The problem here is related to bandwidth, in both senses of the term.  “Bandwith” traditionally refers to a range of frequencies such as the range of audio frequencies, or the bandwidth, that humans can hear.  When MP3s and 4s eliminate info from the original CD source they probably shrink this bandwidth by cutting off the top and bottom ends of the human auditory bandwidth – they cut off the high treble and the low bass.  In order to achive a 91% reduction they must also eliminate a lot of info from within the bandwidth they keep.  By cutting way back on the richness of the info present in the bandwidth they retain, all of which is info people make use of when listening to music, MP3s and 4s are severely compromising the quality of the music as originally recorded. 

This drastic reduction of info within the bandwidth of human hearing that results in such a marked decrease in sound quality is carried out in order to save “bandwidth” in the “data transfer rate” sense of the term.  Internet connections, fast as some of them currently are, cannot move the enormous amount of data recorded at a 1411.2 kb/s bitrate at speeds that will make consumers happy and encourage them to download music from the net.  They also take up a lot more storage space on the hardrives of playback devices like iPods.  Would you have been willing to pay whatever you did for your iPod if it only held one tenth as many songs?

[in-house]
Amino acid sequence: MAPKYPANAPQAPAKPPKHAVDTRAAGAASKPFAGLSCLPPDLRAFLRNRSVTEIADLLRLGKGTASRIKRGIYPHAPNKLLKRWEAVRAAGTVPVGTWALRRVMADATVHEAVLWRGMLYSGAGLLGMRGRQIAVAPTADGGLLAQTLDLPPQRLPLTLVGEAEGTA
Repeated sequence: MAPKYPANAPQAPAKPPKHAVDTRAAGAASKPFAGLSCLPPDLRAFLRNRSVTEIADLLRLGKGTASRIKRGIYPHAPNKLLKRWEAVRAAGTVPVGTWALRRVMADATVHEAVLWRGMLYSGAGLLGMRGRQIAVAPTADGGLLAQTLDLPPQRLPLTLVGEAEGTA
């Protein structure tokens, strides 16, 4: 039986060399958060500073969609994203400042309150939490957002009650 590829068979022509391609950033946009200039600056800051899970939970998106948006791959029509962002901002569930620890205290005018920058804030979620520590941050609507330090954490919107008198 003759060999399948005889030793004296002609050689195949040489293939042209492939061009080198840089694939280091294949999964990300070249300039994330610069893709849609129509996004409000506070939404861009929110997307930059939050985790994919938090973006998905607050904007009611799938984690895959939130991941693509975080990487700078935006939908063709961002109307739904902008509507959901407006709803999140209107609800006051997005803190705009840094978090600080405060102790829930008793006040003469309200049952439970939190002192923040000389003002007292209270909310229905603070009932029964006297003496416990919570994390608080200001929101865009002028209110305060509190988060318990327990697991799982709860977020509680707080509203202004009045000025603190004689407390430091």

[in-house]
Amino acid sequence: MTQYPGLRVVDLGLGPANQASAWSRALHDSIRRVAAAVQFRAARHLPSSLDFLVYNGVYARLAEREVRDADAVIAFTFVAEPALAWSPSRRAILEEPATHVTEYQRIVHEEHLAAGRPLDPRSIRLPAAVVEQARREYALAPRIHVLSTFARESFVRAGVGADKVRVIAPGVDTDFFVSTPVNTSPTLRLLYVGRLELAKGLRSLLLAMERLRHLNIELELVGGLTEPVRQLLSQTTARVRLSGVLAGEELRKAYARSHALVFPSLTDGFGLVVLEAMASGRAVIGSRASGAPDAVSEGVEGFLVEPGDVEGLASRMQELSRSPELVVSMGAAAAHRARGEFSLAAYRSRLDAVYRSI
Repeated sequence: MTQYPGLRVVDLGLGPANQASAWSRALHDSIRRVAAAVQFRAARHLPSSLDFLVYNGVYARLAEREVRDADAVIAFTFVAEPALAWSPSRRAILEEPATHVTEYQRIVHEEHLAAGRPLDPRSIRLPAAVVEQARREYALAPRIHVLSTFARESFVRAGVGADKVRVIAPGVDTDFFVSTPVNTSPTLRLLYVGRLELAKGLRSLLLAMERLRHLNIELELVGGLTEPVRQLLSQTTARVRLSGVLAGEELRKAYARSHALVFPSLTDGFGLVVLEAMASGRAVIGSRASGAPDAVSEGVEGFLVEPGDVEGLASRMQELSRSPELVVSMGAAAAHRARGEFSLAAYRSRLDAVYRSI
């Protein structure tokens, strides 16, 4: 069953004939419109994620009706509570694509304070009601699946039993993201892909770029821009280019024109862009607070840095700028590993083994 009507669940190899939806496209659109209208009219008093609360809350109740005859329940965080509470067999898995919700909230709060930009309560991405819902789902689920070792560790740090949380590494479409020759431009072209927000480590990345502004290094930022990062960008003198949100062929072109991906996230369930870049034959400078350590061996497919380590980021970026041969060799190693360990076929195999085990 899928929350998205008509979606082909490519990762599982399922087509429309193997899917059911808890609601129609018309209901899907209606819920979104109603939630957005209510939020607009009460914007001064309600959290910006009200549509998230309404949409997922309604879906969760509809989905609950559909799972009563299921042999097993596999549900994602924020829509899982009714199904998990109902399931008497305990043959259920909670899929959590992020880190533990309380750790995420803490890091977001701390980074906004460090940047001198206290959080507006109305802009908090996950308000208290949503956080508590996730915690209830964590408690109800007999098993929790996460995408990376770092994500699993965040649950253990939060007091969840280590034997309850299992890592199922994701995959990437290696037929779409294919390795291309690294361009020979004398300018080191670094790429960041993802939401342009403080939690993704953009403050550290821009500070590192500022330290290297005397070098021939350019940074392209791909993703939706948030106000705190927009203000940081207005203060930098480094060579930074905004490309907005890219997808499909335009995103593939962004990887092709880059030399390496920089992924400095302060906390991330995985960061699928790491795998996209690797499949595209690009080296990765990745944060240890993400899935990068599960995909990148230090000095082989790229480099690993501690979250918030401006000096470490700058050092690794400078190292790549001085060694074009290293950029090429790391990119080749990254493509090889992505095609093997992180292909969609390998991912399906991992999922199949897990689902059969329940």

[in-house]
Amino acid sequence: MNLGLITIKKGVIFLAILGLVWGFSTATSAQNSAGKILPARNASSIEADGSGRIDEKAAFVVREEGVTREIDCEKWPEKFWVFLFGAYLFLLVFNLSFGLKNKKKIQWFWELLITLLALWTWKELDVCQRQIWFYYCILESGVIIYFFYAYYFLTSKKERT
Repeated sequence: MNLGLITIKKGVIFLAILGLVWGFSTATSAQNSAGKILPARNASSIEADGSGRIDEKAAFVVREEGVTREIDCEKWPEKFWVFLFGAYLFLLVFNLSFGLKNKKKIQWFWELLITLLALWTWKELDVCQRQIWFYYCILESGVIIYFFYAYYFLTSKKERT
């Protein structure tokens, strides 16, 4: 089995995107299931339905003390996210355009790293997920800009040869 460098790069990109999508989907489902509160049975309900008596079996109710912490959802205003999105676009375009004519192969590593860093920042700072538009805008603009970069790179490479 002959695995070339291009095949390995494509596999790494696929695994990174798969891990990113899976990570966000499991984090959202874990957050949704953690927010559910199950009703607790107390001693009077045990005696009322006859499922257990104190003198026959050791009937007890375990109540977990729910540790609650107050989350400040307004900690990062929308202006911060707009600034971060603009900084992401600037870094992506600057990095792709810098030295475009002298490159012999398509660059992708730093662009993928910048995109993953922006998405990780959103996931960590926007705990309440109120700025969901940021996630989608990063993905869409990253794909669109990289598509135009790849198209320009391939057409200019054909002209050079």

The multinational companies marketing the hardware you buy to listen to music in MP3 and 4 formats tell you that the sound they produce is indistinguishable from the sound present on a CD of the same music. “CD quality sound!”  They tell you panels of experts say so.  If you believe this, I have a beautiful parcel of land in sunny Florida you’d surely been interested in buying.  Another approach they take is to tell you that, yes, CDs will sound better than MP3s and 4s but only if you have a really expensive “audiophile” sound system that is well beyond the means of most people.  The people who make cheap, crappy electronic equipment that can be mass-produced in low-wage factories outside the US and sold for enormous profits at Best Buy would love it if you believe this.  You’re going to have to have better sound reproduction equipment than an iPod or a $250 stereo-in-a-box to hear the difference between a CD and an MP3, but not that much better.  Another way to look at it is this:  The difference between an MP3 or 4 and the same music on a CD is huge.  If your sound reproduction gear doesn’t let you hear it, you’ve got shitty gear.  Most CDs sound infinitely better on a decent entry level sound system.  Just because you can’t hear that it’s there doesn’t mean you’re not missing it.

Discussion of other issues with limitations in sound quality of music heard in compressed formats can be found in the post The (Deteriorating) Sound of Music.

02/06/2007 Posted by | music, music tech, Music technology, Opinion | 9 Comments